.  Likewise, I've watched and watched as client server applications and DBMS became hotter and hotter, causing the same publications to write the mainframes off long ago.  How much of any of this has turned out to be true?  I'll leave that to all of you.  Has the short sighted mentality that makes executives want to convert everything to the hot new servers and DBMS systems eroded IMS' domination?  Sure, the same way that DB2 did at one time.  Yet, IMS continues to evolve and becomes even stronger and more dependable with each release.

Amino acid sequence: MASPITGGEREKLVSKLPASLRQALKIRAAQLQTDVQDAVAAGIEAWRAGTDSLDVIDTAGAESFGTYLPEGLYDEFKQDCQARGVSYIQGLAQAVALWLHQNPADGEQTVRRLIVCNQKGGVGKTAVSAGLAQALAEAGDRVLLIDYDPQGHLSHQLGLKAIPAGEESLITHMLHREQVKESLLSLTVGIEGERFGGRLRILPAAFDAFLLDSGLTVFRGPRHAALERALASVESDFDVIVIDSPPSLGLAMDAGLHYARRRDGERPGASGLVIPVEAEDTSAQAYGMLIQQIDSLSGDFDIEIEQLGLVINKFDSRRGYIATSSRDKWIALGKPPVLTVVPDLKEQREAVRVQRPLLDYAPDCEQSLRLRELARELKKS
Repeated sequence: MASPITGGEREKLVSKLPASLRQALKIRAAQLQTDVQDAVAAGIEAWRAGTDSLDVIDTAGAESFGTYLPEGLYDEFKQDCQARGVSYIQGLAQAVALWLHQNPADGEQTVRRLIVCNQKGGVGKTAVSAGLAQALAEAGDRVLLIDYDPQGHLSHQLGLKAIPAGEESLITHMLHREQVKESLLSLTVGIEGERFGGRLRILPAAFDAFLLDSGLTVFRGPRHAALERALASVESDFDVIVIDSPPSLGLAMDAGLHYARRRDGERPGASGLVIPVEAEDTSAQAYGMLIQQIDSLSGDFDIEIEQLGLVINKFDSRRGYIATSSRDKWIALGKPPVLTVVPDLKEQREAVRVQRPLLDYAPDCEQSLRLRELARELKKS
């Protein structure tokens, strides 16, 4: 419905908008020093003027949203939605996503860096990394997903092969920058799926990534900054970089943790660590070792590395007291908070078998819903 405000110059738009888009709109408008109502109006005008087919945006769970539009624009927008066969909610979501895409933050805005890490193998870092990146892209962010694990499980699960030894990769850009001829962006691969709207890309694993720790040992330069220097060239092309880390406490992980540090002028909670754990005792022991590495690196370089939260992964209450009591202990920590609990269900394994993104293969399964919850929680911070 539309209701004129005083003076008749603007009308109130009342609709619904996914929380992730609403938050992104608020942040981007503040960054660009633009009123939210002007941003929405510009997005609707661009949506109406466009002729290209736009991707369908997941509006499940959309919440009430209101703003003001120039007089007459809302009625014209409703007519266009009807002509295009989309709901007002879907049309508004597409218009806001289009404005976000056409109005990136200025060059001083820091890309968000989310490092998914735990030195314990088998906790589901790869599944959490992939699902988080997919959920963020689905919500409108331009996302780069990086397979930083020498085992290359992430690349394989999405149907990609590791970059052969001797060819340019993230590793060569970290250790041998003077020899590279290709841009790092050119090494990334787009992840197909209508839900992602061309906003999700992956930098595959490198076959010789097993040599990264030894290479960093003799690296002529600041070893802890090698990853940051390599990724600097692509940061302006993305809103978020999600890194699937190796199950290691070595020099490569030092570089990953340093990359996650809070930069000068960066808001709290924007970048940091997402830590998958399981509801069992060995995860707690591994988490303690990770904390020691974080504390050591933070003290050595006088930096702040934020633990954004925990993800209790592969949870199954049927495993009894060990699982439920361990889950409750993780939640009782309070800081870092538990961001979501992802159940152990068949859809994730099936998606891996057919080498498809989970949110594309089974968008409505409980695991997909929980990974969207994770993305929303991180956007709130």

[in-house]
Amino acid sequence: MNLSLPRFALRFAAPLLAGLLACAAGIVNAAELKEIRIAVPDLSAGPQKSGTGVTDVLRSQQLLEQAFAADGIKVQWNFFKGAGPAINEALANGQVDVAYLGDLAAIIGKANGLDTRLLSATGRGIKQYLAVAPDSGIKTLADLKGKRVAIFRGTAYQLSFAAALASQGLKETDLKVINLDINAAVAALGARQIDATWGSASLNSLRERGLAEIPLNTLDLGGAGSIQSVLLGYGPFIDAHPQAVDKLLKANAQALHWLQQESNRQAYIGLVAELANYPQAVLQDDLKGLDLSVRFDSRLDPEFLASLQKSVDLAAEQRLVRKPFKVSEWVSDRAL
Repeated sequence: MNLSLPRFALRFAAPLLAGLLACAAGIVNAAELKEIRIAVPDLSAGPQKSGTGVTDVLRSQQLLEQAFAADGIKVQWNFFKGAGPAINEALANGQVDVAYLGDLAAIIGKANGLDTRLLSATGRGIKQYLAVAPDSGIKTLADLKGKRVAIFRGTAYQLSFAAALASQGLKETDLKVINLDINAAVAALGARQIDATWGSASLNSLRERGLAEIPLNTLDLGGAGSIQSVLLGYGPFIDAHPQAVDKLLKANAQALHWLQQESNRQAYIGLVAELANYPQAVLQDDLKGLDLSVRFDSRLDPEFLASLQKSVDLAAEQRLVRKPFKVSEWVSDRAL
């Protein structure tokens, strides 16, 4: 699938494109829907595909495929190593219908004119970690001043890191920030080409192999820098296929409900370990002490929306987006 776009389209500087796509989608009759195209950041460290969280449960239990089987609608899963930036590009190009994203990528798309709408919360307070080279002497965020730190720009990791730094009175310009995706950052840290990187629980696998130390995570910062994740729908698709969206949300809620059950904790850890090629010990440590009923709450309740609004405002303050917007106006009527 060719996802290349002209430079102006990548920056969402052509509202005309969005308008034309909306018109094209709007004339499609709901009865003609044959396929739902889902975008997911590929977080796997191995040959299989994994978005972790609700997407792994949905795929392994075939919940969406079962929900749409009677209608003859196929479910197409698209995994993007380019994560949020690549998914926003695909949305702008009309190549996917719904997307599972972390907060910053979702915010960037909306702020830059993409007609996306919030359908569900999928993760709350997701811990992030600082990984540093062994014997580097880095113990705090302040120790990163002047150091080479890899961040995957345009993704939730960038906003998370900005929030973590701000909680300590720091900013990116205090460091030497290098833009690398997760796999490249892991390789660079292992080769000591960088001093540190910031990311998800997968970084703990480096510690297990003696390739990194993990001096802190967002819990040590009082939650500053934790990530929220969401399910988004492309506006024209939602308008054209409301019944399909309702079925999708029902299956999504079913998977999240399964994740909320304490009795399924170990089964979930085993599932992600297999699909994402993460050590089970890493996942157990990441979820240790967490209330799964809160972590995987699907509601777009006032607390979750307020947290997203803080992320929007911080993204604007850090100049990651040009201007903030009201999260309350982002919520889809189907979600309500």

At one of my recent employers (and there have been MANY), during an orientation session the CIO discussed the technology the company was using and would use in the future.  There company hires a significant number of IROCs (Idiots Right Out of College), and most of them know only that CompSci educators have told them mainframe technology is outdated, and one questioned the CIO's statement that the mainframe was absolutely integral to the company's plans.  The CIO put it into perspective by suggesting that rather than focusing on the terms "mainframe" and "servers" and seeing the two as being different species, that people unfamiliar with mainframes instead view them as the biggest, fastest, most powerful, most dependable, most cost effective servers imaginable, and understand that the mainframe is simply the best choice for many businesses processing high volumes of transactions and requiring speed and dependability above all else.  Isn't that what IMS, z/OS and mainframes are all about?  At most places I've been where both IMS and servers were used, the server application required far more DBAs and far more outages than IMS.  When company executives make decisions to arbitrarily convert to server applications because that's what they see being hawked in magazines and trade journals, they're making technology decisions the same way they'd shop for a car, and that's a disservice to the companies for whom they're supposed to be guardians.